Oireachtas Joint and Select Committees
Wednesday, 4 December 2019
Committee on Budgetary Oversight
Fiscal Assessment Report: Irish Fiscal Advisory Council
I thank Mr. Coffey and his staff for the presentation. It is somewhat ironic to think that at the time of the last financial crash and crisis, notwithstanding the worldwide scale of it or the overdependency of our economy on property related revenues, we had a National Pensions Reserve Fund with €26 billion in it. We were glad to have it considering the mammoth task that faced the country thereafter.
Fast-forward to today and we are told that everything is being managed. We have fiscal rules. We are told that the economy is managed prudently. We have the Irish Fiscal Advisory Council in place to advise and ensure we do not find ourselves at a similar crossroads again in the future. We have no rainy day fund and yet people ask what we have learned. We would be worse off now if we were impacted with anything of that magnitude than we were then. We have not learned a whole lot, have we? Windfall taxes are being used to plug holes rather than being put into the National Pensions Reserve Fund or the rainy day fund, which is not too prudent. Despite all those who were pontificating for so long, we have not got very far, which is quite alarming when it is brought down to brass tacks.
The commentary in the IFAC report on health spending overruns is rightly quite damning. Others have been saying we have had dishonest budgets in the form of the health Vote in recent years. It needs to be repeated, if we are to learn anything. When I talk about health overruns, I should qualify it. The benefit of that spending is not evident to the public, including those I represent. They get quite annoyed to hear talk of health overruns because it cannot be seen on the ground. There have been no new home care packages in County Offaly since last June except for a few terminal cases. I am part of a team that seeks to make advances in that area and tries to target funding specifically at certain areas in the health budget, which is not necessarily possible in the context of framing a budget because it is something that is agreed between the Health Service Executive and the Department of Health, and the Department of Public Expenditure and Reform thereafter.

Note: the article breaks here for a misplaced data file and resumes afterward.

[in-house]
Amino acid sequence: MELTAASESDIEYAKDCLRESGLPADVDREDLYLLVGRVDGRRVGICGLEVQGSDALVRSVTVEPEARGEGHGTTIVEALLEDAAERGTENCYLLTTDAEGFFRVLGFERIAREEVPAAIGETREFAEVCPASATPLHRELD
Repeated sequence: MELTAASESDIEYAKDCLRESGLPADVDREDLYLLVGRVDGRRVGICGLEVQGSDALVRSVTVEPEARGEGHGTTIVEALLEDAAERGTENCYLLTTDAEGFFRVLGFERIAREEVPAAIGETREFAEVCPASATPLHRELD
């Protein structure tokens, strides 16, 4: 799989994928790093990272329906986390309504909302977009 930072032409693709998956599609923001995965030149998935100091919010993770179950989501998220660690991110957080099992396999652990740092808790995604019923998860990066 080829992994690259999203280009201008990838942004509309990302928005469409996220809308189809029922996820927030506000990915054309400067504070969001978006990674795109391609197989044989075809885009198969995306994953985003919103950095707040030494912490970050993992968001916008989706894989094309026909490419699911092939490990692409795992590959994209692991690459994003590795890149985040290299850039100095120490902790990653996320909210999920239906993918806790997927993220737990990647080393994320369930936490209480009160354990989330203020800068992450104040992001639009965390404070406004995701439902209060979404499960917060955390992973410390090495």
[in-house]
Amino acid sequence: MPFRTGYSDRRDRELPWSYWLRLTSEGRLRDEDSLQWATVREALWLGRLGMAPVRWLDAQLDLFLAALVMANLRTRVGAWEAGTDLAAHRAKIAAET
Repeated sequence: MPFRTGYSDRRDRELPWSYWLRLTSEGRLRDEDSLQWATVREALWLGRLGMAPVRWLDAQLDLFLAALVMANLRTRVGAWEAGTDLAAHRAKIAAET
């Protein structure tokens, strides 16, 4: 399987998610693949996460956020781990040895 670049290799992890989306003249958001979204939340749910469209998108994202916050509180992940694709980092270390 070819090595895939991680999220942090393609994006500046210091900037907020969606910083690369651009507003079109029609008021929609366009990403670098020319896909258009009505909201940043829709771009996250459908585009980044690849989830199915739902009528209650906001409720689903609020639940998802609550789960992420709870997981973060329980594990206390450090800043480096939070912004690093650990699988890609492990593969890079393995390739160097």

People see the closed wards, the waiting lists, the issues with rural doctors and the loss of out-of-hours doctor service in country areas. Mr. Coffey has said that in the last few years of weak planning and spending control, budget allocations have not been seen as credible by health managers. Why is that? Have we learned anything? For example, we hear that a budgetary process provides for an increase in allocation to the Department of Health. We would expect improvements, but we do not get improvements. The increased allocation is just to stand still.
Even in its effort to stand still we realise that the demographics were all wrong this year. It was €60 million out in the space of a few weeks. That €60 million could provide 1,200 primary schoolteachers, 2 million home help hours or 240 social houses. That €60 million might not be much in the context of a €3 billion budget. It might not be much to economists and experts who study this field every day of the week. However, it is a considerable amount to a family who cannot get a package for a disabled family member or to an elderly person who cannot come home and live in their own house or be in their own community.
Mr. Coffey has stated categorically that health is a big problem in the budgetary process. I and others have been saying it is not having the desired effect.
As I said earlier, we are ten years on from that supposedly and improvements had to be made in all those institutions and insulations were put in place to ensure we never arrived at that crossroads again but we are worse off. That is the truth of the matter.